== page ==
American Society of Heating, Refrigerating and Air-Conditioning Engineers, Inc., 2004 ASHRAE Handbook - HVAC Systems and Equipment, Atlanta, 2004, Chapter 2.

Cobb, N et al., “Unintentional carbon-monoxide related deaths in the United States,” JAMA, 1991, 366: 659-663.

Cummings, J. B., “Meeting Dehumidifying Loads Under Part Load Conditions,” ASHRAE IAQ Applications, Application Issues, Spring 2001, 23-23.

Diamond, M., Esq., “Who are we fighting and what for?” ASHRAE IAQ Applications, Legal Issues, Spring 2001, 20-21.

Dillard, W., “Raising the bar on mitigation,” ASHRAE IAQ Applications, Operations and Maintenance, Spring 2001,13.

Goldstein, I.F., et al., “Acute exposure to nitrogen dioxide and pulmonary function,” Eighth Clean Air Congress, 1989, 1:285-291.

Grot, R.A., et al., “Indoor air quality investigation of new office building,” ASHRAE Journal, No. 9, 1991, 16-25.

Hodgson A.T., et al., “Source strengths and sources of volatile organic compounds in a new office building,” National Institute of Standards and Technology report, 1989, 13.

HSE, “Occupational exposure limits,” Health and Safety Executive, U.K. report, 1994, EH 40-94.
 Meckler, M., “Establishing and Verifying Minimum Variable-Air-Volume Air Flow Rates, Indoor Environment,” The Journal of Indoor Air International, S. Karger Medical and Scientific Publisher, Basel, Switzerland, 1992.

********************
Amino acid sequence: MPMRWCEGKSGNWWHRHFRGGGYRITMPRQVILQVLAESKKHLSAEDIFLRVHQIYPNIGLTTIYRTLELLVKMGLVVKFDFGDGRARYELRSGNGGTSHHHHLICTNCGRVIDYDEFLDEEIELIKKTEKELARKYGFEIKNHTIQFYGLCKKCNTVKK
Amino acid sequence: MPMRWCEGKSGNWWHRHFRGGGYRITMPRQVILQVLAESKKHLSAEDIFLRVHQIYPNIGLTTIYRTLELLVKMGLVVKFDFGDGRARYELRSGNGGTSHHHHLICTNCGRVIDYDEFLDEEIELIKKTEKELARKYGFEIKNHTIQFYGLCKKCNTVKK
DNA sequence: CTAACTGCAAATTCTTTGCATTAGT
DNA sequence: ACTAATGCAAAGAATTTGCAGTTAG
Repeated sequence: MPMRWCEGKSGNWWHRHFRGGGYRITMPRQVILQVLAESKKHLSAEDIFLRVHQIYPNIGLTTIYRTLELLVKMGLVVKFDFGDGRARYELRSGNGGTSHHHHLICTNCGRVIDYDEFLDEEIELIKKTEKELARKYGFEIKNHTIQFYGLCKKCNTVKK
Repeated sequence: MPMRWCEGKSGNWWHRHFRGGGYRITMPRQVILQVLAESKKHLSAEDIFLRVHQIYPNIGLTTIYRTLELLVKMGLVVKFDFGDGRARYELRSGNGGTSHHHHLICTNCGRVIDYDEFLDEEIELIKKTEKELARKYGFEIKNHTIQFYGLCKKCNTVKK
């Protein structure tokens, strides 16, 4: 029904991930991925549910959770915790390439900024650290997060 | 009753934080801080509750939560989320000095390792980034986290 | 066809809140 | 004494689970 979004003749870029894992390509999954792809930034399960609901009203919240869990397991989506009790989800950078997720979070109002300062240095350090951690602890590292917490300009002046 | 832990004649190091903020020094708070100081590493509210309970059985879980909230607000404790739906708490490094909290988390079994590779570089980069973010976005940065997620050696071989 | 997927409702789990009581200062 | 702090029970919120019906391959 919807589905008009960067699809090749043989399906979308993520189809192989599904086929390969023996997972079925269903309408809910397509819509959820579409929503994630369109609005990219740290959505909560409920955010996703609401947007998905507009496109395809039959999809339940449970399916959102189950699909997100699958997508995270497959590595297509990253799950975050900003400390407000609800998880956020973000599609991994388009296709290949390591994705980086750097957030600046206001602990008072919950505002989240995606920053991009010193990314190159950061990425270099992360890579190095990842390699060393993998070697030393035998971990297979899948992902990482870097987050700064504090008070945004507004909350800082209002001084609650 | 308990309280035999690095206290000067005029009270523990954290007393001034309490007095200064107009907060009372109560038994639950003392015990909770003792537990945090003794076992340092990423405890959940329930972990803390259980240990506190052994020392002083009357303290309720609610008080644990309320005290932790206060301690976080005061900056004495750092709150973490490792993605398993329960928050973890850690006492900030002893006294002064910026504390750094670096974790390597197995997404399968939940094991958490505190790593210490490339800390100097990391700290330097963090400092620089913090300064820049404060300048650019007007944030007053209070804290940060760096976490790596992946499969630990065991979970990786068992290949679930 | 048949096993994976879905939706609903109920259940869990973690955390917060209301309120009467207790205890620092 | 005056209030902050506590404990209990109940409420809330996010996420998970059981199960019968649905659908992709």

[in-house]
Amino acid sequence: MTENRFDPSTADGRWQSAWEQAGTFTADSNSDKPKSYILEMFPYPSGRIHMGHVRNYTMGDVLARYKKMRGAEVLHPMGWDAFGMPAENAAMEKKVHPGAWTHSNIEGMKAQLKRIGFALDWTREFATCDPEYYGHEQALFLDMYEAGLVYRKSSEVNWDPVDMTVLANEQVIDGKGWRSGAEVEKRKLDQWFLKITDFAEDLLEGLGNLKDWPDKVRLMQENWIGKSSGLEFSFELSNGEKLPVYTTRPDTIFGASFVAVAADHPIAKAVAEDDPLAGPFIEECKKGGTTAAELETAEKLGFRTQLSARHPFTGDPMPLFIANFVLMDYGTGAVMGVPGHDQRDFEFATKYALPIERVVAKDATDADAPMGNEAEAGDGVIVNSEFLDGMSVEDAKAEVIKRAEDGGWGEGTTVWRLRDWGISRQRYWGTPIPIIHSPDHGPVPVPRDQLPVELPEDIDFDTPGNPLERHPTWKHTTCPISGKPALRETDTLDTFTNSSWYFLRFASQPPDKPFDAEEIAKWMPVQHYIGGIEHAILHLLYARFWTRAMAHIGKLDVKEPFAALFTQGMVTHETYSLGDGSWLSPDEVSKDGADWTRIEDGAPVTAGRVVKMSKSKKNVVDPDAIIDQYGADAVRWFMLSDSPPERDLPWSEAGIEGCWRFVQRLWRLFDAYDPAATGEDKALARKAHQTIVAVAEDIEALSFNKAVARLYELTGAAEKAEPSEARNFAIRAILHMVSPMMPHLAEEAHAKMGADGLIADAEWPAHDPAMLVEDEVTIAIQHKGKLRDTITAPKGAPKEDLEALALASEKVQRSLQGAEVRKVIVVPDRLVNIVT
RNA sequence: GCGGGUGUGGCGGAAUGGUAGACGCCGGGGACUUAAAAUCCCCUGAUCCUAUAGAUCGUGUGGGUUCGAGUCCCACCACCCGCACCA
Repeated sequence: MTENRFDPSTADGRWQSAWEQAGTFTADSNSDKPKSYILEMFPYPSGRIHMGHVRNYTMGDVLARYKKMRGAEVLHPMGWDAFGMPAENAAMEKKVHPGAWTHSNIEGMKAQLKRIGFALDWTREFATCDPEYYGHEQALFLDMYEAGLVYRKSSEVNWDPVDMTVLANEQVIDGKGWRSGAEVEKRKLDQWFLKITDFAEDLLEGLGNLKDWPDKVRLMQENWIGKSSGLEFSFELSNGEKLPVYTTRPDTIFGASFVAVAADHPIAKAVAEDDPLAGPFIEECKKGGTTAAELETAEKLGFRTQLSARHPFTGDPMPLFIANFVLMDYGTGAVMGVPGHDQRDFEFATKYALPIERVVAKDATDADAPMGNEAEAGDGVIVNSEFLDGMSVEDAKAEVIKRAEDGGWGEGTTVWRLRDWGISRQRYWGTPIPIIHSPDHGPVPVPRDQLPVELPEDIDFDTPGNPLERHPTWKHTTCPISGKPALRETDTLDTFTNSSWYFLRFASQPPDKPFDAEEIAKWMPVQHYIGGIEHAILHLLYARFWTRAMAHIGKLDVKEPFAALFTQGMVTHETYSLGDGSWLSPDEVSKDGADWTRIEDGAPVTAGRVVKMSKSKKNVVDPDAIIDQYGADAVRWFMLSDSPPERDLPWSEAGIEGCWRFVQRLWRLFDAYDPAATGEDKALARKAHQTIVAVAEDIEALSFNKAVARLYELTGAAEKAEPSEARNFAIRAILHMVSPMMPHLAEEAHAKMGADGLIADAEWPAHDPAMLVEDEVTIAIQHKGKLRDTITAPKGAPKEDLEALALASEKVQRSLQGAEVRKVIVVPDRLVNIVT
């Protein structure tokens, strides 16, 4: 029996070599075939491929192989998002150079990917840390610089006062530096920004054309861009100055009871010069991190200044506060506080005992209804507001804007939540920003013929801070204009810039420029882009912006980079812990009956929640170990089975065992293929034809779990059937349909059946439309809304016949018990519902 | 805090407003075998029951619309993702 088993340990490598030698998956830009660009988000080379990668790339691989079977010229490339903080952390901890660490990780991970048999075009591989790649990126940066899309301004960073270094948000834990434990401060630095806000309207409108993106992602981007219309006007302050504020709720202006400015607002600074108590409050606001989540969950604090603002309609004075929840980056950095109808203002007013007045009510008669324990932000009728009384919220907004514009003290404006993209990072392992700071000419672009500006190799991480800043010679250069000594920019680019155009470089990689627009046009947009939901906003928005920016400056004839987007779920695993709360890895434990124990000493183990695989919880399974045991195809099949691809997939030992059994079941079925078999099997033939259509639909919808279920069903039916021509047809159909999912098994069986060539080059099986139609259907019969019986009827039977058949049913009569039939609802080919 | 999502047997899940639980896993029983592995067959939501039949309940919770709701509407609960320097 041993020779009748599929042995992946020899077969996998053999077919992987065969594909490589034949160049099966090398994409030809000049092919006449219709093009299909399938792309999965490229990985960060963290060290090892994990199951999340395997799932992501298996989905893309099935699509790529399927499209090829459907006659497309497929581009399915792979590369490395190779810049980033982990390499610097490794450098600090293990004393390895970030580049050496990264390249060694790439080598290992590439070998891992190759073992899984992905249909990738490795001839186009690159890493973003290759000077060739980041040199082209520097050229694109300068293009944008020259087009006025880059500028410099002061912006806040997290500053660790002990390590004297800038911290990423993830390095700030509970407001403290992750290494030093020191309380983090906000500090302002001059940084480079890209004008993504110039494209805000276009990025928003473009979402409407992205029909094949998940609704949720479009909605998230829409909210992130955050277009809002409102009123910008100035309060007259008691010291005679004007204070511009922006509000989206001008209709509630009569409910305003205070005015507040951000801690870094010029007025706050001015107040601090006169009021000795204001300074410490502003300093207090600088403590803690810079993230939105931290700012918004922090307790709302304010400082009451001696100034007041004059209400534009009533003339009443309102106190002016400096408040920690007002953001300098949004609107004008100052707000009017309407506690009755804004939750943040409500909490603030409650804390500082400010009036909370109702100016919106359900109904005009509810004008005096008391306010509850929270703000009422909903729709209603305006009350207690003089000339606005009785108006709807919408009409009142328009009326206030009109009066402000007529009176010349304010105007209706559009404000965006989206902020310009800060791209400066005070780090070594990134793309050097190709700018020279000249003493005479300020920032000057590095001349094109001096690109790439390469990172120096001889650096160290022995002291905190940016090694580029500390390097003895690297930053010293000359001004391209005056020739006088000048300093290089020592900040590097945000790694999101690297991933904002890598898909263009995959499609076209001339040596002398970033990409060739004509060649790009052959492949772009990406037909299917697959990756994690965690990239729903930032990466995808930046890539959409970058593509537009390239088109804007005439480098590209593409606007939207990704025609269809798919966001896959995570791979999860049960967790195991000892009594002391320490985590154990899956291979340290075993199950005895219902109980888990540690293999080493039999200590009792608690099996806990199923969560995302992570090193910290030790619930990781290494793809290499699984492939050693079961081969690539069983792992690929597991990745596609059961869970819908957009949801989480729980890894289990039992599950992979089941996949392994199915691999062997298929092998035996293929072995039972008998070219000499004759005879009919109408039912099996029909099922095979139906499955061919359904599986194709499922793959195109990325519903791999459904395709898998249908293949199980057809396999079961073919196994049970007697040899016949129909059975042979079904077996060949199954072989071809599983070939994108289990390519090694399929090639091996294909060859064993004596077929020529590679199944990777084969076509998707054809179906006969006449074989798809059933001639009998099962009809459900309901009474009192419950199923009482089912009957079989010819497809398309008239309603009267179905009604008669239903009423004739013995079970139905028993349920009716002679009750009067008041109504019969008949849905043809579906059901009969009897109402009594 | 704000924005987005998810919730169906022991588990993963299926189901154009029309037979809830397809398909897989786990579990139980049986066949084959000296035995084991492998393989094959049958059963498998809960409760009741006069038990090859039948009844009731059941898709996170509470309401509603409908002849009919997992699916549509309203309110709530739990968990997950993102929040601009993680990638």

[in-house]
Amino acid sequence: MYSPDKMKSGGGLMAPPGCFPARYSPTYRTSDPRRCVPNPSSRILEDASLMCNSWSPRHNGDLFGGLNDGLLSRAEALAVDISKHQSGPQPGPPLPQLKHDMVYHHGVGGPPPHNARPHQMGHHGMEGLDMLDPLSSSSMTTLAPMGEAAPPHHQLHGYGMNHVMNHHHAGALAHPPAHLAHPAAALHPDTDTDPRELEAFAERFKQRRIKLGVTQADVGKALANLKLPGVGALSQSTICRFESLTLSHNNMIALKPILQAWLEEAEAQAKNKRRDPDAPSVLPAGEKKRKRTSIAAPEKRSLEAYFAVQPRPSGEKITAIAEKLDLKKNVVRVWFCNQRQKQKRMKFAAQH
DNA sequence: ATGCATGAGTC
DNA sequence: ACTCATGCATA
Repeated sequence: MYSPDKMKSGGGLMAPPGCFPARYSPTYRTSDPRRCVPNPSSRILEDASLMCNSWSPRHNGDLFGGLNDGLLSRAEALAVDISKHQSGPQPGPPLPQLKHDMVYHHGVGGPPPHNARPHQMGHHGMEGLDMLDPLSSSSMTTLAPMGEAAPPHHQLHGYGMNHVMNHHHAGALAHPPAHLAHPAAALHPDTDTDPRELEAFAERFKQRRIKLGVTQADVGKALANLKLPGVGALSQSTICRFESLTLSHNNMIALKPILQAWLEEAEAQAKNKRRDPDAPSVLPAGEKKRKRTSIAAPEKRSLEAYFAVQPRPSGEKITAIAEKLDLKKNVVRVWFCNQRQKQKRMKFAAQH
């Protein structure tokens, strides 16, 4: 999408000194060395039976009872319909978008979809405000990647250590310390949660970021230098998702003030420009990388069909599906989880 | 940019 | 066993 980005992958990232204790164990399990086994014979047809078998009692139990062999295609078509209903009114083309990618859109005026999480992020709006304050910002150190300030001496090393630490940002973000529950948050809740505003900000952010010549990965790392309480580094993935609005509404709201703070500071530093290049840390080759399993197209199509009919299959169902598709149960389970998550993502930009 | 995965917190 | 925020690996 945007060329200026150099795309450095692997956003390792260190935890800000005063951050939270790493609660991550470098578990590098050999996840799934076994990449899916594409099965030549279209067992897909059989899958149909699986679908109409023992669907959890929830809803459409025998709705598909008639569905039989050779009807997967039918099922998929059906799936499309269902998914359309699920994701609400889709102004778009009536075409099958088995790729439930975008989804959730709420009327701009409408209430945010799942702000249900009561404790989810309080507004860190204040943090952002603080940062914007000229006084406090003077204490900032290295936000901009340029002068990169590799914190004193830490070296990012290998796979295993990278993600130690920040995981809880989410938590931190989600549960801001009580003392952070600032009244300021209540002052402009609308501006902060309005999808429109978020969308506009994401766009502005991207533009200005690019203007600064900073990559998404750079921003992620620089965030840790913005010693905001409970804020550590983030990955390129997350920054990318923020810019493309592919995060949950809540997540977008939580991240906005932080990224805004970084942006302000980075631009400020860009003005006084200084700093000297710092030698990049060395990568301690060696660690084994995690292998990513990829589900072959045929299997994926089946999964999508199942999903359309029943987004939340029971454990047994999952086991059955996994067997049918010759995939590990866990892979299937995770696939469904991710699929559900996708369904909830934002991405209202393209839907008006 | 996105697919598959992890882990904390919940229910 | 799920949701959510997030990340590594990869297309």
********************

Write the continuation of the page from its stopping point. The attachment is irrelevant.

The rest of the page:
Meckler, M., “Evaluating Demand Control Strategies for VAV Supplementary Bypass Systems,” Proceedings of the 6th International Conference on Indoor Air Quality and Climate, Volume 5, Ventilation, Indoor Air ’93, Helsinki, Finland, 1993.

Meckler, M., “Case Study of Excess Carbon Monoxide Exposure During Renovation,” Proceedings of IAQ ’93, Operation and Maintaining Buildings for Health, Comfort and Productivity, Philadelphia, PA, 1993. 

Meckler, M., “Determining IAQ Dynamic Response to Emissions,” Proceedings of the 16th AIVC Conference: Implementing the Results of Ventilation Research, Session 3: Modeling, University of Warwick Science Park, Great Britain, 1995, Vol. 1, 234-251.

 Mochandreas, J. D., et al., “Indoor Air Quality And The Variable-Air-Volume/Bypass Filtration System: Chamber Experiment,” Environment International, 1996, Vol. 22, No. 2:149-158.

Persily, A., Ph.D., “Standard 62 and Existing Buildings,” ASHRAE IAQ Applications, Standards, Spring 2001,10.

RAE Systems Inc., “Using PIDs To Assess Exposure Risk In Unknown Environments,” Application Note, AP-221, 2000, 09-00.

Wheeler, A. P., E., “IAQ Choices,” ASHRAE IAQ Applications, Spring 2001, 4.

World Health Organization, “Air quality guidelines for Europe,” 1987, Chapter 20.